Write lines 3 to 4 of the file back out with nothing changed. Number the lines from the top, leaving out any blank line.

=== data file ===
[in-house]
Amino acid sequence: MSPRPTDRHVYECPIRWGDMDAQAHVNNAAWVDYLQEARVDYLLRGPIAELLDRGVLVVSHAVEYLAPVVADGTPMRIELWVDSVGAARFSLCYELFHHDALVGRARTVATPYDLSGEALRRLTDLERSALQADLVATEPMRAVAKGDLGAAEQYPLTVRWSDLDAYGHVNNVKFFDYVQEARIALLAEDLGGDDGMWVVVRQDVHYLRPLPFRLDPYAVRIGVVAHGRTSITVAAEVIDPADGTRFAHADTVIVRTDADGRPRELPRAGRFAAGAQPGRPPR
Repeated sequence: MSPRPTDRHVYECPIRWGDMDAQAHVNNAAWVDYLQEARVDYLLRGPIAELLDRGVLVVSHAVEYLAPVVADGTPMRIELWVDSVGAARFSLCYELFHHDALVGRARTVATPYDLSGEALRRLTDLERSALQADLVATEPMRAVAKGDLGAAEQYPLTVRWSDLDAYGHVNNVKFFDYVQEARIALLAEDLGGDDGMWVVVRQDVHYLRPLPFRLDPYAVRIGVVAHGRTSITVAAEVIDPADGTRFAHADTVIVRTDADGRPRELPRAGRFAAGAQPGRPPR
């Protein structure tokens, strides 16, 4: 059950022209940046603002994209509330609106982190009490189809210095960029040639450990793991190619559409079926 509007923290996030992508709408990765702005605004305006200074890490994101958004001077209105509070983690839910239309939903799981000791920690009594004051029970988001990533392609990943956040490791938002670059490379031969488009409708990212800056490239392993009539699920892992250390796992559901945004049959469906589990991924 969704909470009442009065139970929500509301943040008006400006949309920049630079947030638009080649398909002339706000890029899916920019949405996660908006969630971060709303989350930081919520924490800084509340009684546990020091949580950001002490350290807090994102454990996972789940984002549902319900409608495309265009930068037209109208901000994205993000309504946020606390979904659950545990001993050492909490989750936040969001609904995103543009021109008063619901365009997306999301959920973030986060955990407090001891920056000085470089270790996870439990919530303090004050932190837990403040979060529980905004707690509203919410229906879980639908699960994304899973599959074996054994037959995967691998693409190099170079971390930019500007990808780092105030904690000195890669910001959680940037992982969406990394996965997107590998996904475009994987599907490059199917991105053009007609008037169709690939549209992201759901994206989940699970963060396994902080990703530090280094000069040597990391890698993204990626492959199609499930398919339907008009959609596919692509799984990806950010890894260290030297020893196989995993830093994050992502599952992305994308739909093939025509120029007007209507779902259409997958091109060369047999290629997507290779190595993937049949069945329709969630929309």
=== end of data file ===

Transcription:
Repeated sequence: MSPRPTDRHVYECPIRWGDMDAQAHVNNAAWVDYLQEARVDYLLRGPIAELLDRGVLVVSHAVEYLAPVVADGTPMRIELWVDSVGAARFSLCYELFHHDALVGRARTVATPYDLSGEALRRLTDLERSALQADLVATEPMRAVAKGDLGAAEQYPLTVRWSDLDAYGHVNNVKFFDYVQEARIALLAEDLGGDDGMWVVVRQDVHYLRPLPFRLDPYAVRIGVVAHGRTSITVAAEVIDPADGTRFAHADTVIVRTDADGRPRELPRAGRFAAGAQPGRPPR
């Protein structure tokens, strides 16, 4: 059950022209940046603002994209509330609106982190009490189809210095960029040639450990793991190619559409079926 509007923290996030992508709408990765702005605004305006200074890490994101958004001077209105509070983690839910239309939903799981000791920690009594004051029970988001990533392609990943956040490791938002670059490379031969488009409708990212800056490239392993009539699920892992250390796992559901945004049959469906589990991924 969704909470009442009065139970929500509301943040008006400006949309920049630079947030638009080649398909002339706000890029899916920019949405996660908006969630971060709303989350930081919520924490800084509340009684546990020091949580950001002490350290807090994102454990996972789940984002549902319900409608495309265009930068037209109208901000994205993000309504946020606390979904659950545990001993050492909490989750936040969001609904995103543009021109008063619901365009997306999301959920973030986060955990407090001891920056000085470089270790996870439990919530303090004050932190837990403040979060529980905004707690509203919410229906879980639908699960994304899973599959074996054994037959995967691998693409190099170079971390930019500007990808780092105030904690000195890669910001959680940037992982969406990394996965997107590998996904475009994987599907490059199917991105053009007609008037169709690939549209992201759901994206989940699970963060396994902080990703530090280094000069040597990391890698993204990626492959199609499930398919339907008009959609596919692509799984990806950010890894260290030297020893196989995993830093994050992502599952992305994308739909093939025509120029007007209507779902259409997958091109060369047999290629997507290779190595993937049949069945329709969630929309």